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Dirty Tackle

Stop what you’re doing and admire the immortal genius of the departed Eusebio

Brooks Peck
Dirty Tackle

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Eusebio in London, 1972. (Getty)

Portuguese legend and the greatest African born footballer, Eusebio, died of cardiac arrest on Sunday at the age of 71 (read the Guardian's full obituary here). It's a shame that it takes the death of a great person to prompt remembrances of their brilliance, but the mark Eusebio has left both as a footballer and a person is indelible.

Since he played long before the YouTube era, there aren't as many reminders of his talents readily available on the internet as there are for even the most average players of today. So footage of Eusebio baffling defenders and placing shots wherever he pleased is something to cherish. Here's a starter...

Eusebio won the European Cup with Benfica in 1962. He scored the final two goals in a three minute span to beat Real Madrid 5-3 in the final. He won the Ballon d'Or in 1965 and led Portugal to their best ever finish in the World Cup, scoring a tournament high nine goals in 1966. After 15 years with Benfica, he went on to play for three NASL teams — Boston Minutemen (where he has a bronze statue outside Gillette Stadium), Toronto Metros-Croatia, and Las Vegas Quicksilvers — a Mexican side (Monterrey) and finally indoor club New Jersey Americans before retiring in 1979. His career overlapped with that of Pele and ended just as Maradona was emerging, but in Portugal, he was and still is "O Rei" (The King).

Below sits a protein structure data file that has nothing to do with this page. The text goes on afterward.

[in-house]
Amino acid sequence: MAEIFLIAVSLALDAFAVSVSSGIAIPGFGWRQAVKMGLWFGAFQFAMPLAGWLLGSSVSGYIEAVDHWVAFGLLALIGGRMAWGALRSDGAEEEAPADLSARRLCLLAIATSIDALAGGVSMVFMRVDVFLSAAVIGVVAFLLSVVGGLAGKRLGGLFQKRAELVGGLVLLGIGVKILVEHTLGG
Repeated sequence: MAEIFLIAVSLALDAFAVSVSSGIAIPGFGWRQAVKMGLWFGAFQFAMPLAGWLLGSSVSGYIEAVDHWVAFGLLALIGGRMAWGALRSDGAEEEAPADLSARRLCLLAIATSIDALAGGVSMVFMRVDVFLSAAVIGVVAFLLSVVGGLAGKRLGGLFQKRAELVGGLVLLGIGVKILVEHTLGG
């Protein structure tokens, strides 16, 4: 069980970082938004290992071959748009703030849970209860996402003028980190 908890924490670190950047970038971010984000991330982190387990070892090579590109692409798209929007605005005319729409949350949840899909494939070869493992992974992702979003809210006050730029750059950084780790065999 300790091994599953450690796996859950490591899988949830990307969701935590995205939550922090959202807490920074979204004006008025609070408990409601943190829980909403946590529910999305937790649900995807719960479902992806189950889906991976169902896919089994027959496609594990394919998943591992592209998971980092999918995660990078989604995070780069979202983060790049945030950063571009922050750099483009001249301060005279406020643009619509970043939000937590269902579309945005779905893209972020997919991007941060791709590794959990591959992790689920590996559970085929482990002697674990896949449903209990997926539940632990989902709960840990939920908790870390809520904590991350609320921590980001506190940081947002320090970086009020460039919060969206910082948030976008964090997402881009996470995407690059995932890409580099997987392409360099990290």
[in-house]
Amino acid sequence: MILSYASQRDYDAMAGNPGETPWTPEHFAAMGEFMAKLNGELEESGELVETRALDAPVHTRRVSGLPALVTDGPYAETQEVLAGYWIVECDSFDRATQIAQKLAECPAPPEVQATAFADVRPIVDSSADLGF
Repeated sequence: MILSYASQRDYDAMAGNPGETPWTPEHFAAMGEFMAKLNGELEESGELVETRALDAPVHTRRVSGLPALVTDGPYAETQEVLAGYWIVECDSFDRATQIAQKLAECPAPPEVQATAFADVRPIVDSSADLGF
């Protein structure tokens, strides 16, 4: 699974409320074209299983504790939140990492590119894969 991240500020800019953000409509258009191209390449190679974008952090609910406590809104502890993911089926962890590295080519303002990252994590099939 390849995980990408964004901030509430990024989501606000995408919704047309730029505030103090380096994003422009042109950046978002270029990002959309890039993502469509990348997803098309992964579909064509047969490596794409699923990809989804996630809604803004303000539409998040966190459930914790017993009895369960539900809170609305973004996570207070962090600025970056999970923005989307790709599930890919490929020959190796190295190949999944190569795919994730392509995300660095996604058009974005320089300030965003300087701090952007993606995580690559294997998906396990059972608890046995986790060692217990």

When Cristiano Ronaldo surpassed Eusebio's mark of 41 international goals for Portugal earlier this year, the elder icon said that his mark was more impressive since he didn't face as many tiny nations as there are today. “It is simple," Ronaldo said in response. "Eusebio will always be Eusebio and Cristiano will always be Cristiano. It is normal that people compare us, but Eusebio should not be unhappy because he will always be up there at the top." Even the normally boastful Ronaldo knows not to challenge Eusebio.

In recent years, Eusebio has endured a number of serious health problems and spent significant time in hospitals. Despite his weakened condition, his passion for the game remained strong. He produced one of the warmest moments of Euro 2012 when he attended Portugal's quarterfinal match against the Czech Republic with fellow Portuguese great Luis Figo. In the 79th minute, Cristiano Ronaldo scored the match's only goal, giving Eusebio and Figo a reason to celebrate.

In response to Eusebio's death, Chelsea manager and fellow Portuguese Jose Mourinho put it best. From Chelsea's official website:

'He's unique in our country,' Mourinho said. 'He's one of the greatest in the history of football, but for our country he's much more than that.

'Irreplaceable - his place in the history of Portuguese football, but more than that in the history of our country.

'He's a man that doesn't belong to Benfica, doesn't belong to a club, he belongs to a country and I prefer to say that people like him are immortal, because their history and their legacy remains forever.

'So of course I'm very sad, especially my assistant Silvino [Louro] because Eusebio was his coach for a long time, but I'm not so sad because I really feel that he's immortal for our country.'

In that sense, Mourinho is right. Eusebio's contributions to football and Portugal were too great to ever be forgotten. His brilliance on the pitch remains a high water mark to which all other footballers can aspire.

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Fans place scarves and flowers on Eusebio's statue outside the Estadio da Luz. (Reuters)

Here's a short documentary FIFA produced about Eusebio's performance at the 1966 World Cup...

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Brooks Peck is the editor of Dirty Tackle on Yahoo Sports. Have a tip? Email him or follow on Twitter!

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